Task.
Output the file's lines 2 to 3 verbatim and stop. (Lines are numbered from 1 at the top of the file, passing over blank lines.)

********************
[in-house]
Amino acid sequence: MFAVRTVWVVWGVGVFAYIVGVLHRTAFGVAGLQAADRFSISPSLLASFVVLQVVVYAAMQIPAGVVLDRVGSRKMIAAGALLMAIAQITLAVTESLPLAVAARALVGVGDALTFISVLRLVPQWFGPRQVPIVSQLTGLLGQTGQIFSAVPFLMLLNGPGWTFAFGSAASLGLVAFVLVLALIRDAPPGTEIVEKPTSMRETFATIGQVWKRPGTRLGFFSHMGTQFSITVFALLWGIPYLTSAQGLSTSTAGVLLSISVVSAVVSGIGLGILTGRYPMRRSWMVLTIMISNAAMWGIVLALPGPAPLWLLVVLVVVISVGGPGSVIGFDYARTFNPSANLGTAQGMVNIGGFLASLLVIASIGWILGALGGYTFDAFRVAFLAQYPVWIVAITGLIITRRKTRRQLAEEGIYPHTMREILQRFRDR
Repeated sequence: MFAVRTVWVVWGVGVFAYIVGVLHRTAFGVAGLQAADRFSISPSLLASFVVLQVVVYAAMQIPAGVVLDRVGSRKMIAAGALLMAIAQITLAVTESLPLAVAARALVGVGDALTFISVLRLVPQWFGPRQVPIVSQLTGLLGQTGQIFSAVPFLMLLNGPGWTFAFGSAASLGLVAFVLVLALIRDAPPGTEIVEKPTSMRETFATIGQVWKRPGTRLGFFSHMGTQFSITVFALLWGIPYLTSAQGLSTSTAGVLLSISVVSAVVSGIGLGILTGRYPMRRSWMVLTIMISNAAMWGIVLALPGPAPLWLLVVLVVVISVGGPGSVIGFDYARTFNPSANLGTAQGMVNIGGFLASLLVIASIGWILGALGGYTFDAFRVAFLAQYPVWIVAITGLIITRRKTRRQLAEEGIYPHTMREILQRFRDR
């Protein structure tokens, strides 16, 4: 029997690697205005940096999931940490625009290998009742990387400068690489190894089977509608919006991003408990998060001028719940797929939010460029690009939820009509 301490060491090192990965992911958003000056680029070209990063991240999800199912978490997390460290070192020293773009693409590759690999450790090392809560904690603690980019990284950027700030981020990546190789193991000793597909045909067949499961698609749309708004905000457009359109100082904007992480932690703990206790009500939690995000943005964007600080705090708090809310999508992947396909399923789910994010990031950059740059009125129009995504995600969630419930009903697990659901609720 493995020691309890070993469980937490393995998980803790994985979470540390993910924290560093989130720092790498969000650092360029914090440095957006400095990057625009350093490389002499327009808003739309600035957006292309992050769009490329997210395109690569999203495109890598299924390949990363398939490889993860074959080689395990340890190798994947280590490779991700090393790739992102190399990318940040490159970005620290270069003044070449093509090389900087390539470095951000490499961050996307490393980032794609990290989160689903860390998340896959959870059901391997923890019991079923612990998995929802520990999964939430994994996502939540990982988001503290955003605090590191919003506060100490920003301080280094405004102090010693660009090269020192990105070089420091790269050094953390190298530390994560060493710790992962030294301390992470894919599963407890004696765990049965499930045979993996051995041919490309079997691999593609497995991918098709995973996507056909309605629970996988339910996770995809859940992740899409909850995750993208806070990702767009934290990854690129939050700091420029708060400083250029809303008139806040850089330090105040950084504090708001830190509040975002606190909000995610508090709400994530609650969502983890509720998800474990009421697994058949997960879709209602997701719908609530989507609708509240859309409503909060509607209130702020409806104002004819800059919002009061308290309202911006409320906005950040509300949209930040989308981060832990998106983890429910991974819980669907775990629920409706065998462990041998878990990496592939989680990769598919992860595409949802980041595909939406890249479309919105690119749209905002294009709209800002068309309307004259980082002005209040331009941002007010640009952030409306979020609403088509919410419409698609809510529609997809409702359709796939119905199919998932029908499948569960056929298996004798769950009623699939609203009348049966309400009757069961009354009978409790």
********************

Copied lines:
Amino acid sequence: MFAVRTVWVVWGVGVFAYIVGVLHRTAFGVAGLQAADRFSISPSLLASFVVLQVVVYAAMQIPAGVVLDRVGSRKMIAAGALLMAIAQITLAVTESLPLAVAARALVGVGDALTFISVLRLVPQWFGPRQVPIVSQLTGLLGQTGQIFSAVPFLMLLNGPGWTFAFGSAASLGLVAFVLVLALIRDAPPGTEIVEKPTSMRETFATIGQVWKRPGTRLGFFSHMGTQFSITVFALLWGIPYLTSAQGLSTSTAGVLLSISVVSAVVSGIGLGILTGRYPMRRSWMVLTIMISNAAMWGIVLALPGPAPLWLLVVLVVVISVGGPGSVIGFDYARTFNPSANLGTAQGMVNIGGFLASLLVIASIGWILGALGGYTFDAFRVAFLAQYPVWIVAITGLIITRRKTRRQLAEEGIYPHTMREILQRFRDR
Repeated sequence: MFAVRTVWVVWGVGVFAYIVGVLHRTAFGVAGLQAADRFSISPSLLASFVVLQVVVYAAMQIPAGVVLDRVGSRKMIAAGALLMAIAQITLAVTESLPLAVAARALVGVGDALTFISVLRLVPQWFGPRQVPIVSQLTGLLGQTGQIFSAVPFLMLLNGPGWTFAFGSAASLGLVAFVLVLALIRDAPPGTEIVEKPTSMRETFATIGQVWKRPGTRLGFFSHMGTQFSITVFALLWGIPYLTSAQGLSTSTAGVLLSISVVSAVVSGIGLGILTGRYPMRRSWMVLTIMISNAAMWGIVLALPGPAPLWLLVVLVVVISVGGPGSVIGFDYARTFNPSANLGTAQGMVNIGGFLASLLVIASIGWILGALGGYTFDAFRVAFLAQYPVWIVAITGLIITRRKTRRQLAEEGIYPHTMREILQRFRDR